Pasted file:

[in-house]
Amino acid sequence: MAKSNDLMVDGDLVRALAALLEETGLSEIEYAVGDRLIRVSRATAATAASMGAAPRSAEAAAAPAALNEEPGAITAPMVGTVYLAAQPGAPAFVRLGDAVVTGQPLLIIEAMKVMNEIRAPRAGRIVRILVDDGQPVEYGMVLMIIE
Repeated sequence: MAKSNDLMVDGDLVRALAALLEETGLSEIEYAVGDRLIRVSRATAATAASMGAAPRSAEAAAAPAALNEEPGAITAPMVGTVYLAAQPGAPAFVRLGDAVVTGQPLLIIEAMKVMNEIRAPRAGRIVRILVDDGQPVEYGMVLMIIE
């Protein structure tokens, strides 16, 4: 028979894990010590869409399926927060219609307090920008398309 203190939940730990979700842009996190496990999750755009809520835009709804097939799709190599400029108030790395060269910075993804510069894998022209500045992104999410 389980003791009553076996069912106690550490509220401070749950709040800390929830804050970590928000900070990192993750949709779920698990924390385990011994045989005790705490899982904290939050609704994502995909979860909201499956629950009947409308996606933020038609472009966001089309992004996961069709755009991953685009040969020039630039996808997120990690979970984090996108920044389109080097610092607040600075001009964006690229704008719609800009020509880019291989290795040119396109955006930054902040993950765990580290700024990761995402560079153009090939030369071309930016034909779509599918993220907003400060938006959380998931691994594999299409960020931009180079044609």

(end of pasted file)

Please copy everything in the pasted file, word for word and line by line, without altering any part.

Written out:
[in-house]
Amino acid sequence: MAKSNDLMVDGDLVRALAALLEETGLSEIEYAVGDRLIRVSRATAATAASMGAAPRSAEAAAAPAALNEEPGAITAPMVGTVYLAAQPGAPAFVRLGDAVVTGQPLLIIEAMKVMNEIRAPRAGRIVRILVDDGQPVEYGMVLMIIE
Repeated sequence: MAKSNDLMVDGDLVRALAALLEETGLSEIEYAVGDRLIRVSRATAATAASMGAAPRSAEAAAAPAALNEEPGAITAPMVGTVYLAAQPGAPAFVRLGDAVVTGQPLLIIEAMKVMNEIRAPRAGRIVRILVDDGQPVEYGMVLMIIE
């Protein structure tokens, strides 16, 4: 028979894990010590869409399926927060219609307090920008398309 203190939940730990979700842009996190496990999750755009809520835009709804097939799709190599400029108030790395060269910075993804510069894998022209500045992104999410 389980003791009553076996069912106690550490509220401070749950709040800390929830804050970590928000900070990192993750949709779920698990924390385990011994045989005790705490899982904290939050609704994502995909979860909201499956629950009947409308996606933020038609472009966001089309992004996961069709755009991953685009040969020039630039996808997120990690979970984090996108920044389109080097610092607040600075001009964006690229704008719609800009020509880019291989290795040119396109955006930054902040993950765990580290700024990761995402560079153009090939030369071309930016034909779509599918993220907003400060938006959380998931691994594999299409960020931009180079044609």